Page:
During nocturnal migration birds can navigate on celestial cues (moon and stars) and make use of magneto-reception. In the absence of celestial cues, on foggy and rainy nights, birds rely only on their magnetic compass. This compass can become distorted by artificial light, especially by the long wavelength component of the spectrum. This is specifically apparent in migratory birds which are trapped by light beams at sea and start circling clockwise around it.
The North Sea branch of the Dutch Ministry of Public Works (RWS) commissioned Altenburg & Wymenga to carry out a study on the impact of conventional lights in migratory bird populations in the North Sea. For this assignment we were faced with two challenges: How to estimate the number of victims per species? (since dead birds disappear in the sea or are eaten by scavengers) and, secondly, how to relate the victims to the population size of the species concerned?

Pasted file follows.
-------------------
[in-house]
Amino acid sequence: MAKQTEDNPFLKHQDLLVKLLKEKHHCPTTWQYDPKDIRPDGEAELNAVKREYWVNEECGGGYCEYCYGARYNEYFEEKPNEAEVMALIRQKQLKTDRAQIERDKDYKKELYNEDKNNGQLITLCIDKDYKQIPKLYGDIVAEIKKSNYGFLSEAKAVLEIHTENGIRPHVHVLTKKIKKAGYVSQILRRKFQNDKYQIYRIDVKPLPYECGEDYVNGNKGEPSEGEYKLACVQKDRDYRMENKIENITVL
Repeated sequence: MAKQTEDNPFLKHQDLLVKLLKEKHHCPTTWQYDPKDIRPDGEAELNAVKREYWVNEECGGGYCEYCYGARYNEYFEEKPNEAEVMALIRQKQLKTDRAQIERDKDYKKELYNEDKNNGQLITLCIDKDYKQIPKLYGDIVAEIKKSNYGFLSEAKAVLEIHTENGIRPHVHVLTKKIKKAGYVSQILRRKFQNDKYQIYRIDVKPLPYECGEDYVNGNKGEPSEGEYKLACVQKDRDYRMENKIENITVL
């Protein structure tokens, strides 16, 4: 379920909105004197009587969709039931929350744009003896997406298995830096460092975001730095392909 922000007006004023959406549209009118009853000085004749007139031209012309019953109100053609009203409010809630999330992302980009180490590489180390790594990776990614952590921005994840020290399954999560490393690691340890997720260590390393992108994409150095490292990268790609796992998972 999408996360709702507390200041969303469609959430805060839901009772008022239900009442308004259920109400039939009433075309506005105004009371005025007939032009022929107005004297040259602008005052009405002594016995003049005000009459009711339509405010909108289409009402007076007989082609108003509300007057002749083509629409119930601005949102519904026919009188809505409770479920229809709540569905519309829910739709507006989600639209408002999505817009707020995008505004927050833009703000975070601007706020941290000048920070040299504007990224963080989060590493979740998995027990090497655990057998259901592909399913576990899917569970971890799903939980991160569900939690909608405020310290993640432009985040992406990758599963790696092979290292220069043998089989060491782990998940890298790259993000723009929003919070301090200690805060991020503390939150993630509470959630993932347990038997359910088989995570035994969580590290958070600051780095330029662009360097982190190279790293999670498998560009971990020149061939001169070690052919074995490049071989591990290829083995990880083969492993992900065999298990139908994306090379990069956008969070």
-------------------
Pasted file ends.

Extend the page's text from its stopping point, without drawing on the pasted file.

We choose a worst case model approach, assuming that all birds that come into contact with an illuminated platform die at the spot. We calculated the (potential) collision risk assuming spheres around platforms of respectively 1, 2 and 3 km and we calculated the probability that adverse weather conditions occur. The species specific collision risk was then scaled in relation to 1% of the natural or background mortality (an EU guideline in the Bird Directive that is used to disentangle a negligible impact from a so-called significant impact). It appeared that potentially, in a worst case, large numbers of birds may be affected by conventional illumination. The study is presented in two reports, a model study and a background report concerning the assumptions in the model and a further elaboration of the results. The model results were communicated to and presented at the OSPAR Convention.